Brands Missing the Mark: Cultural Missteps in Advertising

Here's what not to do if you want to avoid offending cultures you're not familiar with

Brands Missing the Mark: Cultural Missteps in Advertising
Possibly the most tone-deaf ad of all time? Source: Pepsi

Apple's recent iPad Pro ad controversy in Japan is just the latest example of a major brand stumbling into a cultural pitfall with its marketing.

While aiming to showcase the tablet's versatility, the ad's depiction of creative tools being crushed struck a discordant note with Japanese viewers who revere craftsmanship and artistry.

The new iPad ad essentially flips AI-weary creatives the bird | Mashable
The now infamous Apple ad. It didn't take long for Apple to apologise. Source: Apple

This cultural disconnect highlights the critical importance of sensitivity and localising marketing efforts for global audiences. Even the biggest brands have repeatedly learned this lesson the hard way after offensive ads sparked backlash.

Dolce & Gabbana's 'DG Loves China' Campaign Fiasco

The luxury brand Dolce & Gabbana released a series of videos intended to promote its products in China.

Dolce & Gabbana Cancels Shanghai Show After Racism Accusations
Dolce & Gabbana's new advert shows a Chinese woman struggling to eat a pizza with chopsticks. Source: D&G

However, the videos were slammed as racist and stereotypical, depicting a Chinese woman struggling to eat pizza and spaghetti with chopsticks. Chinese consumers were outraged, accusing the brand of mocking their culture.

The campaign was swiftly cancelled, and the founders asked for forgiveness after their products were pulled from major Chinese e-retailers.

"That's explicit racism," one person said on Weibo, a popular microblogging website in China. "D&G's stereotyping China. [The videos] only show the brand's outdated view about China."

Calls to boycott the brand resonated among those who considered it essential. "If we don't kick D&G out of China now, there will be many other foreign brands trampling on our Chinese dignity!"

D&G removed the viral videos from Chinese social media within 24 hours of posting them.

Protein World's Controversial "Beach Body" Ads

Closer to home, the UK-based brand Protein World was embroiled in controversy with a 2015 advertising campaign featuring a model in yellow swimwear and the question "Are you beach body ready?"

Protein World 'Are You Beach Body Ready' Ad Launches in New York City
Source: Protein World

The ads were widely criticised as promoting an unrealistic body image, and London's mayor stepped in to ban the "enormously offensive" campaign from the city's public transit network.

Displaying an unapologetic stance, the brand's actions spoke volumes: "Sales have tripled and the PR department just got their bonus". In contrast, the brand defiantly re-tweeted numerous offensive tweets about its body image.

Pepsi's Ill-Conceived Kendall Jenner Protest Ad

In 2017, Pepsi released an ad depicting reality star Kendall Jenner leaving a modelling shoot to join a protest march.

In a widely criticised scene, Jenner hands a can of Pepsi to a police officer, prompting cheers from the crowd to promote the idea that the soda can unite people from different backgrounds.

Pepsi Pulls Ad Accused of Trivializing Black Lives Matter - The New York  Times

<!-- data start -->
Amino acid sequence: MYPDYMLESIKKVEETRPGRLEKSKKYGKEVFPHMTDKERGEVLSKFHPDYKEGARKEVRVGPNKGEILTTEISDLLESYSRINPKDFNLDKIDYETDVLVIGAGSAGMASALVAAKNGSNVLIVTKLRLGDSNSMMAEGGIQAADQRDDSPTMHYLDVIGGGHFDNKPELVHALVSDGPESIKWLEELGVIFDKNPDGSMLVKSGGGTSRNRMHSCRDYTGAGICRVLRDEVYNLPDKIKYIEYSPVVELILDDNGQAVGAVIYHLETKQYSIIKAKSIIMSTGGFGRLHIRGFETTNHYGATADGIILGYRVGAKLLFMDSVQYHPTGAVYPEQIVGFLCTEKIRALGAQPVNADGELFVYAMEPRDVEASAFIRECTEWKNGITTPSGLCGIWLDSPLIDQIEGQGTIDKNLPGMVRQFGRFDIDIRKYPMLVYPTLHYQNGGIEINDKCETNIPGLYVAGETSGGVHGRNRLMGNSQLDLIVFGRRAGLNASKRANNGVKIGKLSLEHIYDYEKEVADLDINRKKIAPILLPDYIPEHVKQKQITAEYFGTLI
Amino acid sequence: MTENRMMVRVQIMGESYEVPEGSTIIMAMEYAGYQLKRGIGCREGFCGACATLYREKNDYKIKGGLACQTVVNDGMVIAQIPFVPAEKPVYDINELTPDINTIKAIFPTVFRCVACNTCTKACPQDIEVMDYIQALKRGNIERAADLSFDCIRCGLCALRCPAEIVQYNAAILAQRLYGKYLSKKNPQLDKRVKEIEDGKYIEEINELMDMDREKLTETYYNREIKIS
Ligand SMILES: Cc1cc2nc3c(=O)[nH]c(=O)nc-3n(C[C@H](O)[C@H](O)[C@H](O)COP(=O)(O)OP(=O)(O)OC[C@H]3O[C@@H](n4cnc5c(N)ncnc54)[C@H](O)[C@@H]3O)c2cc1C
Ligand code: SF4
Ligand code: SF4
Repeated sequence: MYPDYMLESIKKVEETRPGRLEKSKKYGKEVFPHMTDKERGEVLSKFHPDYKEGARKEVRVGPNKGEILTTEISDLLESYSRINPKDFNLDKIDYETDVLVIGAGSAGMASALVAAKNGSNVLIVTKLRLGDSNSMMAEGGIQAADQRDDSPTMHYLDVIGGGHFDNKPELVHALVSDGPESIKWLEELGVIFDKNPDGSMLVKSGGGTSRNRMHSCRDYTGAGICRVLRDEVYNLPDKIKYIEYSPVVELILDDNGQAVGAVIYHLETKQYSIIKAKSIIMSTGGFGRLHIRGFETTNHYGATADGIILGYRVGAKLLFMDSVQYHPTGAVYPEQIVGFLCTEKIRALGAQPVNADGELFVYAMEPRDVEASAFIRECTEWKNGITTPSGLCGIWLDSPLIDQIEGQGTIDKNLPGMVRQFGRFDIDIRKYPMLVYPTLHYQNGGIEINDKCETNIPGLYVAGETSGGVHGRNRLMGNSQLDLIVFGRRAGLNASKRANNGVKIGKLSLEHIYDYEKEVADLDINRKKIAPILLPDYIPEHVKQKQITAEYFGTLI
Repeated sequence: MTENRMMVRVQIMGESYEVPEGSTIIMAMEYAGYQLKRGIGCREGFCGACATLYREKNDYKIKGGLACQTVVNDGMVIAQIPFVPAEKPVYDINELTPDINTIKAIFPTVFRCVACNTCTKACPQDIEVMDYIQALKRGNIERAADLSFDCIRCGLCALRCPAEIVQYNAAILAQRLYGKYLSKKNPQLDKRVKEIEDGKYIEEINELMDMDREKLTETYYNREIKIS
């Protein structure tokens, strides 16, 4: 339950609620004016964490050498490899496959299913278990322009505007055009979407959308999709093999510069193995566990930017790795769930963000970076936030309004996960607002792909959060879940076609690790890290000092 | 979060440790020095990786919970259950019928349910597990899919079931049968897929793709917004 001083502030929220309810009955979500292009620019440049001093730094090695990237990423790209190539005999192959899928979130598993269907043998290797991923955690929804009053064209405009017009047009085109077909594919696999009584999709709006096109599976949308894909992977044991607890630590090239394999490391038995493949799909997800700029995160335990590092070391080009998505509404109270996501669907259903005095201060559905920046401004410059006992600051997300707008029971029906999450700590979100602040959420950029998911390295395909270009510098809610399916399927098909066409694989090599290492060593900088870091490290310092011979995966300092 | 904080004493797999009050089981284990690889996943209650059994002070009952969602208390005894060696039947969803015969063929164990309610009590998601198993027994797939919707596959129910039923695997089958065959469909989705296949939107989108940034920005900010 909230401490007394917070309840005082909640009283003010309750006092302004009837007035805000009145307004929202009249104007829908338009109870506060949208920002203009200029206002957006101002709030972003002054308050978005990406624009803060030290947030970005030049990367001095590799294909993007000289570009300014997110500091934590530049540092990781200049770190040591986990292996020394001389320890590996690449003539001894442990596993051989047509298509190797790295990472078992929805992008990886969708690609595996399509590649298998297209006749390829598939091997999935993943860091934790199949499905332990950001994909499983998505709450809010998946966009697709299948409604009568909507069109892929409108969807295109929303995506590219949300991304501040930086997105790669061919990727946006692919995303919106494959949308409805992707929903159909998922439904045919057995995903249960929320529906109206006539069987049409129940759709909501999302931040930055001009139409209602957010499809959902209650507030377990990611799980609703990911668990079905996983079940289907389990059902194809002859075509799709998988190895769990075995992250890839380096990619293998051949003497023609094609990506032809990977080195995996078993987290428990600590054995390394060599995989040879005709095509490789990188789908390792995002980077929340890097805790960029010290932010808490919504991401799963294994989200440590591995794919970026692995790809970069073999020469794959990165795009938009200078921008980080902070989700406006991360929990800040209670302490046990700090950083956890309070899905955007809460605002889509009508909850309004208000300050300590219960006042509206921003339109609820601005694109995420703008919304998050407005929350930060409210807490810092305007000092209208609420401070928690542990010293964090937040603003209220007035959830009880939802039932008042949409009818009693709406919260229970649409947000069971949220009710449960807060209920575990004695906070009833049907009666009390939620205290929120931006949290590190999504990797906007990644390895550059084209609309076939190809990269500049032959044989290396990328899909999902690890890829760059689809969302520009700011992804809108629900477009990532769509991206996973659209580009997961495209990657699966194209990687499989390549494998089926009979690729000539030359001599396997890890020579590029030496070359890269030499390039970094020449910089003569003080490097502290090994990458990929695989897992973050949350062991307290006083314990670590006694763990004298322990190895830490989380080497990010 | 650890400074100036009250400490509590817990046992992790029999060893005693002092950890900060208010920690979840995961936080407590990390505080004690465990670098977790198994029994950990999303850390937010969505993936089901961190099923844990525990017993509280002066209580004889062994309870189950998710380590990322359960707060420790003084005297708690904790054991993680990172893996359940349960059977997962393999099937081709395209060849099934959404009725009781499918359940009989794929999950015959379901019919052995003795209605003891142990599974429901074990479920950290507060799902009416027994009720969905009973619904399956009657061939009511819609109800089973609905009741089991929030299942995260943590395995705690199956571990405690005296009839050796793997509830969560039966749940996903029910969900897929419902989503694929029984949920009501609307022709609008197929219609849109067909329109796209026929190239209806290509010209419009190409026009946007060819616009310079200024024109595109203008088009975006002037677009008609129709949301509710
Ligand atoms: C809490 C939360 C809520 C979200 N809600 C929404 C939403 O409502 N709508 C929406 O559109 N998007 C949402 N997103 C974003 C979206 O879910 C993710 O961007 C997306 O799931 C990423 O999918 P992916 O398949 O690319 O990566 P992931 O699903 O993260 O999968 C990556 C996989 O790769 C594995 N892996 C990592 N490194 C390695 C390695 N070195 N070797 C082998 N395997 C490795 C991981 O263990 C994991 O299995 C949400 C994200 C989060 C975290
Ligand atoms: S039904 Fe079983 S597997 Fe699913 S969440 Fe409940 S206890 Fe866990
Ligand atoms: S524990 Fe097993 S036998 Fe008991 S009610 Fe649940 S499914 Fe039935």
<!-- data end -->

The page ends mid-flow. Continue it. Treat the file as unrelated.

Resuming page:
The infamous ad in which Jenner manages peace through the act of soda. Source: Pepsi

The ad was swiftly pulled after being lambasted as appropriating and trivialising the Black Lives Matter movement and protests against police brutality. Critics slammed it as out-of-touch and offensive, accusing Pepsi of co-opting important social justice causes to sell soda.

"The Pepsi promotion was a slap in the face," wrote Charles Taylor in The Ringer. "It undercuts the importance of the cause in favour of producing a meaningless, shallow corporate idea of 'unity.'"

In the face of intense backlash online and from advocacy groups, Pepsi was forced to apologise and admit the ad "missed the mark." The company said it did not intend to make light of serious issues and promised to learn from the experience.

PlayStation Portable White is Coming

In 2006, Sony launched an advertising campaign in the Netherlands to promote the new white version of the PlayStation Portable. The campaign used the slogan "White is coming" along with a white woman dressed as a nun and holding the white PSP.

r/CrappyDesign - The worst of all the horrible PSP ads.
There's no escaping the racial undertones here. Or should that be overtones? Source: Sony

However, this slogan and imagery drew heavy criticism for being insensitive and having racist undertones. The phrase "White is coming" was seen as evoking the racist White supremacist slogan "The Whites are coming."

Anti-racism groups in the Netherlands spoke out against the ad campaign, calling it offensive and demanding Sony apologise and pull the ads. Sony ultimately did withdraw the "White is coming" campaign in the Netherlands after the public backlash over the racially insensitive tagline and visuals.

Tone deaf to the extreme. This makes you think, could it be possible this was done on purpose to drum up publicity, regardless of the backlash? Never say never in the world of PR.

From appealing to the wrong stereotypes to promoting unhealthy societal standards, these brands learned that even the most well-intentioned marketing campaigns can fall disastrously flat when they disregard cultural nuances.

In a globalised market landscape, it's increasingly critical for brands to localise their messaging and work with locals from target markets to avoid missing the mark entirely.